# How do I add a loop to this program?

My homework question asked:

During the tax season, every Friday, J&J accounting firm privides assistance to people who prepare their own tax returns. Their charges are as follows.

a. If a person has low income (<=25,000) and the consulting time is less than or equal to 30 minutes, there are no charges; otherwise, the service charges are 40% of the regular hourly rate for the time over 30 minutes.

b. For others, if the consulting time is less than or equal to 20 minutes, there are no service charges; otherwise, service charges are 70% of the regular hourly rate for the time over 20 minutes.

(For example, suppose that a person has low income and spent 1 hour and 15 minutes, and the hourly rate is \$70.00. Then the billing amount is 70.00 x 0.40 x (45 / 60) = \$21.00.)

Write a program that prompts the user to enter the hourly rate, the total consulting time, and whether the person has low income. The program should output the billing amount. The program must contain a function that takes as input the hourly rate, the total consulting time, and a value indicating whether the person has low income. The function should return the billing amount. The program may prompt the user to enter the consulting time in minutes.

And this is the code I wrote:

``````#include <iostream>

using namespace std;

double calculate(char iRate, double cTime, double hRate);

int main()
{
double hRate = 0.0, cTime = 0.0;
char iRate, l('l'), h('h');

cout << "Please enter the hourly rate: ";
cin >> hRate;
cout << "Please enter total consulting time in minutes: ";
cin >> cTime;
cout << "Is the income rate low or high (l - Low | h - High): ";
cin >> iRate;

cout << calculate(iRate, cTime, hRate) << endl;

system("pause");
return 0;
}

double calculate(char iRate, double cTime, double hRate)
{
double bAmount = 0.0;
if (iRate == 'l' && cTime > 30)
bAmount = (hRate * 40) * ((cTime)- 30)/6000;
else if (iRate == 'h' && cTime > 20)
bAmount = (hRate * 70) * ((cTime)- 30)/6000;

return bAmount;
}
``````

I'm not sure how I can add a loop to this so it runs 3 times?

-
Added 'C++' tag. –  Anne Apr 12 '11 at 15:31
You should look up what a `for` or `while` loop is –  tom502 Apr 12 '11 at 15:32

## 1 Answer

What I would do for code clarity is separate out your logic from your main into another function

``````void gatherInputAndCalculate()
{
double hRate = 0.0, cTime = 0.0;
char iRate, l('l'), h('h');

cout << "Please enter the hourly rate: ";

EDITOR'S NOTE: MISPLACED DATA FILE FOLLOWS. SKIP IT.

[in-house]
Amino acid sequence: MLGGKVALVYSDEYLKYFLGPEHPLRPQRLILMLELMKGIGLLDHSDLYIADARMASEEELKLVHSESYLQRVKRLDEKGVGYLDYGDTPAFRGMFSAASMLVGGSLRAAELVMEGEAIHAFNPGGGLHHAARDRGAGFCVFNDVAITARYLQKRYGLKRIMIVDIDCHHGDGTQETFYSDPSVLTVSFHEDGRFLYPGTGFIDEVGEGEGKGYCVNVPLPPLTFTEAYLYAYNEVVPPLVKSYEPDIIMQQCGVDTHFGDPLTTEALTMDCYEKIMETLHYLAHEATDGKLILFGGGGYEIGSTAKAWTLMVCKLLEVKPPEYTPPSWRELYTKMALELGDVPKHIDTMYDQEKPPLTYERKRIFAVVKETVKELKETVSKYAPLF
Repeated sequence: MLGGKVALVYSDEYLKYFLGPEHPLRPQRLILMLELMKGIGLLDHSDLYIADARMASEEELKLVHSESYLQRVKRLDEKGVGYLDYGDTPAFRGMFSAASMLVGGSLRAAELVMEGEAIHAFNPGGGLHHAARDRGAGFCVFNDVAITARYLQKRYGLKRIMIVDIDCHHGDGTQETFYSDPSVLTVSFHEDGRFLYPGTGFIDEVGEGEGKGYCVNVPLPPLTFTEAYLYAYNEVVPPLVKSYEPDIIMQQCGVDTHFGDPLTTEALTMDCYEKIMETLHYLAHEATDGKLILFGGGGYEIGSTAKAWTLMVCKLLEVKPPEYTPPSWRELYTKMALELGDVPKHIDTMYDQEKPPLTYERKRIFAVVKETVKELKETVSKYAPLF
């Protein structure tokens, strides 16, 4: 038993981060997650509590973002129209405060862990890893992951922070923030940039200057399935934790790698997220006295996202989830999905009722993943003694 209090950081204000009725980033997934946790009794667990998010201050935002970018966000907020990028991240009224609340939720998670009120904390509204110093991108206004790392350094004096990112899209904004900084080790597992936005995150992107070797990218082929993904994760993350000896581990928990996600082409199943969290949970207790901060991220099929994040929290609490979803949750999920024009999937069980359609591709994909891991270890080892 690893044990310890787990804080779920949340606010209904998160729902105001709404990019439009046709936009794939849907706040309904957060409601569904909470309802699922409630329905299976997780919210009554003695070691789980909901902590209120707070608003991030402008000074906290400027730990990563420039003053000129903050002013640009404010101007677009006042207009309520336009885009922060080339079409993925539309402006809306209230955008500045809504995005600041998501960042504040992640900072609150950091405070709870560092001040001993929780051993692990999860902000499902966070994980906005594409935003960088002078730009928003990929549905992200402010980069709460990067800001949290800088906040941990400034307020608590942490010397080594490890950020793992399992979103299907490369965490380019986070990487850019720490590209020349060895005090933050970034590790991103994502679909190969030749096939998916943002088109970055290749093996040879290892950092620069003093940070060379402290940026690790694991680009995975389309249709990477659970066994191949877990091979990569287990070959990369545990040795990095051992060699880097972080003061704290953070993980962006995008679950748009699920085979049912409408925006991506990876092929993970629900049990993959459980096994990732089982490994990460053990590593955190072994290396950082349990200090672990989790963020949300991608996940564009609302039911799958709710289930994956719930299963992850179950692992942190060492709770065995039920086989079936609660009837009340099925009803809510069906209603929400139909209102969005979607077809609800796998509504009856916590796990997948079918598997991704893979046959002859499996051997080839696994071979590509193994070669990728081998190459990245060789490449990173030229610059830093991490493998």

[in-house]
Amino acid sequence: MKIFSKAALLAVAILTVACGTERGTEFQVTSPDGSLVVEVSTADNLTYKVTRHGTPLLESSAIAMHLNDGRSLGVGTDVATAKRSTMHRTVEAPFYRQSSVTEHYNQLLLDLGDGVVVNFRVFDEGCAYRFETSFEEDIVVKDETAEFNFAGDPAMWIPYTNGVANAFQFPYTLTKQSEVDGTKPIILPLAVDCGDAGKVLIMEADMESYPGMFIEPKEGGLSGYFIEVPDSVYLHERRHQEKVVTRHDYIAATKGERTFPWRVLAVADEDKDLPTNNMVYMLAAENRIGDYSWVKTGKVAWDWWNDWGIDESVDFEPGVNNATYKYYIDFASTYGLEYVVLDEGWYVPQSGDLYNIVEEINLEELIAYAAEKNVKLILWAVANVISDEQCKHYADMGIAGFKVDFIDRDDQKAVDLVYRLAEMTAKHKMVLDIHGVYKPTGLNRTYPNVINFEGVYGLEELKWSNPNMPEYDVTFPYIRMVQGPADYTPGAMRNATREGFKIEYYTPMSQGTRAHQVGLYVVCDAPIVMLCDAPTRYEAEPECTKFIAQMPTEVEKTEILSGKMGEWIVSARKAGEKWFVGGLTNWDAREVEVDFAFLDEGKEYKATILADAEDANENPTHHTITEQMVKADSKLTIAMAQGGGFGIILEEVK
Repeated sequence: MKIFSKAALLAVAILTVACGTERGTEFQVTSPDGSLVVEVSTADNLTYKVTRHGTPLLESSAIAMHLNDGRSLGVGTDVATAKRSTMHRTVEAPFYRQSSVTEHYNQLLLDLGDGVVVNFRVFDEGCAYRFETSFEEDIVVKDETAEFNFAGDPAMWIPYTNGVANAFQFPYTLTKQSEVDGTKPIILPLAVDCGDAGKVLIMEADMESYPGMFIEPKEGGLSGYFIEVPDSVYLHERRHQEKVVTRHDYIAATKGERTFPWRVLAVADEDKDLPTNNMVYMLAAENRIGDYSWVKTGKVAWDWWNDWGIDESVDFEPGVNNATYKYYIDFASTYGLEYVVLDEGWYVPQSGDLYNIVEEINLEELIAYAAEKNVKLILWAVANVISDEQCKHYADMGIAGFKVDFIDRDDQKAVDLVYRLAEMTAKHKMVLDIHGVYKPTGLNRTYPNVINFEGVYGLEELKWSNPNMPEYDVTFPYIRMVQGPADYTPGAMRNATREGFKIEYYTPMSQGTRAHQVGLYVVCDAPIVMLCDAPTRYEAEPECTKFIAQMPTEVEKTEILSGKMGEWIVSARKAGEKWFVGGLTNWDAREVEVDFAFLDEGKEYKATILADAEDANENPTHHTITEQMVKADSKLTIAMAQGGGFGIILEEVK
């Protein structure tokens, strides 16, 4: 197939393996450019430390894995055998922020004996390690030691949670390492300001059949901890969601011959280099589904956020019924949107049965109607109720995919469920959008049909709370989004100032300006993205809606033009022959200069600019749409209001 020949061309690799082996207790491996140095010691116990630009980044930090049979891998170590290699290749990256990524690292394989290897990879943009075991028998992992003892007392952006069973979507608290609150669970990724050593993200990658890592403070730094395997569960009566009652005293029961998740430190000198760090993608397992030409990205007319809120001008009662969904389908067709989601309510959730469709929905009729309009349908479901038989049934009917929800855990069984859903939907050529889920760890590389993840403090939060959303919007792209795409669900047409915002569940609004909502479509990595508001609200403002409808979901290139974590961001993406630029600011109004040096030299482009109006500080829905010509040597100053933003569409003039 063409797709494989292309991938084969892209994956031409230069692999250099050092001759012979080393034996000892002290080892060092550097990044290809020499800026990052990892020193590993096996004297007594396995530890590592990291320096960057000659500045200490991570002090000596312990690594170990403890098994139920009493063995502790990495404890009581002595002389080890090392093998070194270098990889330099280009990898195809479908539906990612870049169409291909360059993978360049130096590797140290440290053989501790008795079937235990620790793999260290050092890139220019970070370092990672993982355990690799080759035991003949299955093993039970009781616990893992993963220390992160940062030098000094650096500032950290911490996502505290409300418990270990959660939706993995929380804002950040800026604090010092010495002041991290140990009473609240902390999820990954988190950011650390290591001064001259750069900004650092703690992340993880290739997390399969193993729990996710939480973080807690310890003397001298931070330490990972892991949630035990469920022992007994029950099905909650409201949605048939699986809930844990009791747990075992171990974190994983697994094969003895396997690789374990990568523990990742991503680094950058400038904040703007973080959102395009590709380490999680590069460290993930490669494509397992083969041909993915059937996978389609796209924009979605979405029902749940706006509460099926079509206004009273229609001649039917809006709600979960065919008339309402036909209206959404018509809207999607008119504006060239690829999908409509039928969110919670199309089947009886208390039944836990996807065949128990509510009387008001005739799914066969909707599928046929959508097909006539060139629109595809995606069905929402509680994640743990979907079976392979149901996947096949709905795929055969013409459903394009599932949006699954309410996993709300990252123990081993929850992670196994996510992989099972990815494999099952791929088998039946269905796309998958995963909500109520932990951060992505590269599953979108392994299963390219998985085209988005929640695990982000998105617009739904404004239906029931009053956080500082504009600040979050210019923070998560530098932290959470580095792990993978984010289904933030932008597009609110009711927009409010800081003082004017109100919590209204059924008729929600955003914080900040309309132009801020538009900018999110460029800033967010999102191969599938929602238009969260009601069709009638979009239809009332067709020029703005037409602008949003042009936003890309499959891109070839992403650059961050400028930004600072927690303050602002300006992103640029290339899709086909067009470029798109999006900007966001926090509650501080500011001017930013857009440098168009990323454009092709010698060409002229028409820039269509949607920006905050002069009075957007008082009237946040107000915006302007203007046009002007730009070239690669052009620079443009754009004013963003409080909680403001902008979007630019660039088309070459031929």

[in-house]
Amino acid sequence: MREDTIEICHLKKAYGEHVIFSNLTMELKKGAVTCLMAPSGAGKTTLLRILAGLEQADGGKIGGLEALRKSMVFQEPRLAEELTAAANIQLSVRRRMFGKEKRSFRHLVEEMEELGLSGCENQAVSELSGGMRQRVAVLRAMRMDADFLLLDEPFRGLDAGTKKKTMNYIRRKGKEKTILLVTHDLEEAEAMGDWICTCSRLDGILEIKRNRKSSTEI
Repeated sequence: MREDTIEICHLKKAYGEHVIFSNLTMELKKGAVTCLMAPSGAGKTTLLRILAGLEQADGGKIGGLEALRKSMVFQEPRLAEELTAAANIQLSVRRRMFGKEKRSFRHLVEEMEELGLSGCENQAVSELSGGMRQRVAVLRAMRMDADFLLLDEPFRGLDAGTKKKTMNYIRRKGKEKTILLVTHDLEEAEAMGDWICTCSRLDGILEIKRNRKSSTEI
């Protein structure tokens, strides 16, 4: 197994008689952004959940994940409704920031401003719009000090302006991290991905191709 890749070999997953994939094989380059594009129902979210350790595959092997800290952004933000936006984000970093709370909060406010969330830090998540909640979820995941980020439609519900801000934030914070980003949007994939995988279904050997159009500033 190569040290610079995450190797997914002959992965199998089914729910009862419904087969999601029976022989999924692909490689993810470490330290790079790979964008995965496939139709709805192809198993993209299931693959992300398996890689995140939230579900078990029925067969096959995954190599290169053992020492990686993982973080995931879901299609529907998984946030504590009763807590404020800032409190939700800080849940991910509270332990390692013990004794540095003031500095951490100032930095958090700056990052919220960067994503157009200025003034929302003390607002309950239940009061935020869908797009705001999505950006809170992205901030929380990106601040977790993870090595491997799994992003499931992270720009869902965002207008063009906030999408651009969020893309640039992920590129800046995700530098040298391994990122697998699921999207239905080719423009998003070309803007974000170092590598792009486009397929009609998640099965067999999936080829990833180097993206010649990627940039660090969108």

cin >> hRate;
cout << "Please enter total consulting time in minutes: ";
cin >> cTime;
cout << "Is the income rate low or high (l - Low | h - High): ";
cin >> iRate;

cout << calculate(iRate, cTime, hRate) << endl;

system("pause");
}
``````

and then in your main, loop around it

``````int main()
{
for(int i = 0; i < 3; i++)
{
gatherInputAndCalculate();
}
return 0;
}
``````

Now, that's not to say you couldn't just wrap the entire logic block in the for loop, but it's a good practice to wrap consolidated logic blocks into functions for clarity/debugging purposes. It won't come into play for easy assignments like this, but in the real world, where your code-base is hundreds of thousands of lines long, it really helps, so getting good practices down now will make for an easy transition!

Disclaimer I haven't checked your code for correctness in any way, shape or form. I merely took the logic you had in your main function and put it into it's own function. Any bugs preexisting in it will be in the function I've provided. Something like that would be beyond the scope of this question. (Not that I wouldn't point one out if I saw one, but there's another thing that we real-world programmers struggle with: sometimes we're not allowed to fix bugs, because we were provided enough funding to fix only a handful of them, and we were told which ones to fix. It can be frustrating when you're the type who likes to make things right, all the time, every time.)

-
a bit overkill for this program but upvote nonetheless :p –  DShook Apr 12 '11 at 15:38
i understand your code is attempting to be as concise and 'to-the-point' as possible, but so that OP doesn't getting into bad habits; any functions that have the word 'and' in them should probably be split into separate functions –  Tom Apr 12 '11 at 15:40
For some reason I get a 0 for every loop output. –  ilovenyc Apr 12 '11 at 15:41
@DShook well I admit that it may be a bit more than necessary. I did put in there that there's nothing to stop OP from putting his existing logic into a loop and calling it good. Just trying to pass on (my opinion of) best practices. :-) –  corsiKa Apr 12 '11 at 15:42
@Tom I would debate that. I agree for splitting classes whose behavior has "and" but I don't necessarily agree for functions. Many GUI programs have `createAndShowGUI()` calls. I had considered the idea of making separate functions, but unless we were to create a `struct calculateable { double rate; double time; char highLow; }` it wouldn't be as feasable. –  corsiKa Apr 12 '11 at 15:45